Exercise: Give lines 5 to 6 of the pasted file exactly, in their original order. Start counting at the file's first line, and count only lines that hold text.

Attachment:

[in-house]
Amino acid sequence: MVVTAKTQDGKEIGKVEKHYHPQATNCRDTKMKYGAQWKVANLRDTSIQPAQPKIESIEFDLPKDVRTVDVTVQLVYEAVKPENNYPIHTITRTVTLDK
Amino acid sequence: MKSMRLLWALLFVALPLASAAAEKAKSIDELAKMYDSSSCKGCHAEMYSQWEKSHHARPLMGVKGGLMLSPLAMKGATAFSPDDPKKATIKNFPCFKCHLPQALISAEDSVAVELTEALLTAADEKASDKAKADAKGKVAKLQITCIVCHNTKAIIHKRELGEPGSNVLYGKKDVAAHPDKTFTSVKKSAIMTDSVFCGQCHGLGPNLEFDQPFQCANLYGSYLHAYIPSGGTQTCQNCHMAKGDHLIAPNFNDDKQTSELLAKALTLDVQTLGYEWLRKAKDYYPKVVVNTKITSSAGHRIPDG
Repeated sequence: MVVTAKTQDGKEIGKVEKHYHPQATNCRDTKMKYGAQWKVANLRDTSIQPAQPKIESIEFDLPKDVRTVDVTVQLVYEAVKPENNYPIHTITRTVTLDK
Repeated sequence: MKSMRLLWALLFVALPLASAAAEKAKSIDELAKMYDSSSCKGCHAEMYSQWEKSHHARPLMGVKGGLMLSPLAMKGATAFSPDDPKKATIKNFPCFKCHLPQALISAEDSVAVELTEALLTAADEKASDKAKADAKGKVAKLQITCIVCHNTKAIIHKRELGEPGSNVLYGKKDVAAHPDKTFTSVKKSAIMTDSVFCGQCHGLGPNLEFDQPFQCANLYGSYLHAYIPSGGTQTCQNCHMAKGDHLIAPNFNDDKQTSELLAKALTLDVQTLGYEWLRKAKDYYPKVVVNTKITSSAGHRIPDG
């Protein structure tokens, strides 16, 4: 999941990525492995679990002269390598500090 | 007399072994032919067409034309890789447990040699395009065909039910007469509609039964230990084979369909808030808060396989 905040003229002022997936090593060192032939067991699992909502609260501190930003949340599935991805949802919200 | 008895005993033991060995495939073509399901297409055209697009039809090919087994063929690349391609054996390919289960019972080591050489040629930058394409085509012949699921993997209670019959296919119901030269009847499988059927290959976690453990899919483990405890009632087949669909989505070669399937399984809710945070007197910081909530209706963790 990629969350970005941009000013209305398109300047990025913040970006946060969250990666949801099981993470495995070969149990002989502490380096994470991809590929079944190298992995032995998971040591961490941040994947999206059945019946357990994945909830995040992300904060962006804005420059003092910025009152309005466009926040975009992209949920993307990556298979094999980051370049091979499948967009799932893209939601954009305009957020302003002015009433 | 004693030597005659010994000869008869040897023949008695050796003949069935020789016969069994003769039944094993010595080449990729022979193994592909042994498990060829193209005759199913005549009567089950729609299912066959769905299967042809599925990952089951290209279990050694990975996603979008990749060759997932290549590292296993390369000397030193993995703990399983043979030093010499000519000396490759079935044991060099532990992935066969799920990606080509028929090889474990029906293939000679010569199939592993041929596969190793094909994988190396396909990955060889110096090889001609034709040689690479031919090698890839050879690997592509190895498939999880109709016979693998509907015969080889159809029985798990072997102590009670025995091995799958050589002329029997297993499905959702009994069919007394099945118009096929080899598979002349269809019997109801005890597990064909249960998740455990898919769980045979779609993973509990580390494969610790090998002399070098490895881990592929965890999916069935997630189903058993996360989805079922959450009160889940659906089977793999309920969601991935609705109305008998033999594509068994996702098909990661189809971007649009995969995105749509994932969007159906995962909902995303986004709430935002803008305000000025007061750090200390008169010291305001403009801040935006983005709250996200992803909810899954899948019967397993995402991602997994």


Repeated sequence: MKSMRLLWALLFVALPLASAAAEKAKSIDELAKMYDSSSCKGCHAEMYSQWEKSHHARPLMGVKGGLMLSPLAMKGATAFSPDDPKKATIKNFPCFKCHLPQALISAEDSVAVELTEALLTAADEKASDKAKADAKGKVAKLQITCIVCHNTKAIIHKRELGEPGSNVLYGKKDVAAHPDKTFTSVKKSAIMTDSVFCGQCHGLGPNLEFDQPFQCANLYGSYLHAYIPSGGTQTCQNCHMAKGDHLIAPNFNDDKQTSELLAKALTLDVQTLGYEWLRKAKDYYPKVVVNTKITSSAGHRIPDG
């Protein structure tokens, strides 16, 4: 999941990525492995679990002269390598500090 | 007399072994032919067409034309890789447990040699395009065909039910007469509609039964230990084979369909808030808060396989 905040003229002022997936090593060192032939067991699992909502609260501190930003949340599935991805949802919200 | 008895005993033991060995495939073509399901297409055209697009039809090919087994063929690349391609054996390919289960019972080591050489040629930058394409085509012949699921993997209670019959296919119901030269009847499988059927290959976690453990899919483990405890009632087949669909989505070669399937399984809710945070007197910081909530209706963790 990629969350970005941009000013209305398109300047990025913040970006946060969250990666949801099981993470495995070969149990002989502490380096994470991809590929079944190298992995032995998971040591961490941040994947999206059945019946357990994945909830995040992300904060962006804005420059003092910025009152309005466009926040975009992209949920993307990556298979094999980051370049091979499948967009799932893209939601954009305009957020302003002015009433 | 004693030597005659010994000869008869040897023949008695050796003949069935020789016969069994003769039944094993010595080449990729022979193994592909042994498990060829193209005759199913005549009567089950729609299912066959769905299967042809599925990952089951290209279990050694990975996603979008990749060759997932290549590292296993390369000397030193993995703990399983043979030093010499000519000396490759079935044991060099532990992935066969799920990606080509028929090889474990029906293939000679010569199939592993041929596969190793094909994988190396396909990955060889110096090889001609034709040689690479031919090698890839050879690997592509190895498939999880109709016979693998509907015969080889159809029985798990072997102590009670025995091995799958050589002329029997297993499905959702009994069919007394099945118009096929080899598979002349269809019997109801005890597990064909249960998740455990898919769980045979779609993973509990580390494969610790090998002399070098490895881990592929965890999916069935997630189903058993996360989805079922959450009160889940659906089977793999309920969601991935609705109305008998033999594509068994996702098909990661189809971007649009995969995105749509994932969007159906995962909902995303986004709430935002803008305000000025007061750090200390008169010291305001403009801040935006983005709250996200992803909810899954899948019967397993995402991602997994």